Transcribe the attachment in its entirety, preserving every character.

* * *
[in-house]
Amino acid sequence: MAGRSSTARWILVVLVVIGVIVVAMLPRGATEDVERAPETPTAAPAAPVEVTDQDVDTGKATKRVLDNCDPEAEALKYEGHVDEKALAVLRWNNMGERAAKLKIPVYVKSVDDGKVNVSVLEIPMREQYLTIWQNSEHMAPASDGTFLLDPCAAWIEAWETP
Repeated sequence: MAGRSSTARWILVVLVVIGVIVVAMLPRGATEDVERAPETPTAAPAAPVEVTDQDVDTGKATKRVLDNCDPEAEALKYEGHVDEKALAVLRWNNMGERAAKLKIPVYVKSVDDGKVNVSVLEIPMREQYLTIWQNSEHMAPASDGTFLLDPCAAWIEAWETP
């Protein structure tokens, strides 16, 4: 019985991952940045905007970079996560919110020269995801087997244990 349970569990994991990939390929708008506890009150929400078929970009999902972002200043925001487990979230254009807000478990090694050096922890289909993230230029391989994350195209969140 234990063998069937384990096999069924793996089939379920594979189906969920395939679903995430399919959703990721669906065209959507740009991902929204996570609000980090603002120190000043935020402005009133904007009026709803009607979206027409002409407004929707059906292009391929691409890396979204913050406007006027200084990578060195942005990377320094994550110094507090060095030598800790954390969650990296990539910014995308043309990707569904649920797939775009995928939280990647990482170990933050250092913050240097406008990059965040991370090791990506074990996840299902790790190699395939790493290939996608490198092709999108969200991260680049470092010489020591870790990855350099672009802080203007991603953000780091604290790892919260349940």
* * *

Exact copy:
[in-house]
Amino acid sequence: MAGRSSTARWILVVLVVIGVIVVAMLPRGATEDVERAPETPTAAPAAPVEVTDQDVDTGKATKRVLDNCDPEAEALKYEGHVDEKALAVLRWNNMGERAAKLKIPVYVKSVDDGKVNVSVLEIPMREQYLTIWQNSEHMAPASDGTFLLDPCAAWIEAWETP
Repeated sequence: MAGRSSTARWILVVLVVIGVIVVAMLPRGATEDVERAPETPTAAPAAPVEVTDQDVDTGKATKRVLDNCDPEAEALKYEGHVDEKALAVLRWNNMGERAAKLKIPVYVKSVDDGKVNVSVLEIPMREQYLTIWQNSEHMAPASDGTFLLDPCAAWIEAWETP
């Protein structure tokens, strides 16, 4: 019985991952940045905007970079996560919110020269995801087997244990 349970569990994991990939390929708008506890009150929400078929970009999902972002200043925001487990979230254009807000478990090694050096922890289909993230230029391989994350195209969140 234990063998069937384990096999069924793996089939379920594979189906969920395939679903995430399919959703990721669906065209959507740009991902929204996570609000980090603002120190000043935020402005009133904007009026709803009607979206027409002409407004929707059906292009391929691409890396979204913050406007006027200084990578060195942005990377320094994550110094507090060095030598800790954390969650990296990539910014995308043309990707569904649920797939775009995928939280990647990482170990933050250092913050240097406008990059965040991370090791990506074990996840299902790790190699395939790493290939996608490198092709999108969200991260680049470092010489020591870790990855350099672009802080203007991603953000780091604290790892919260349940």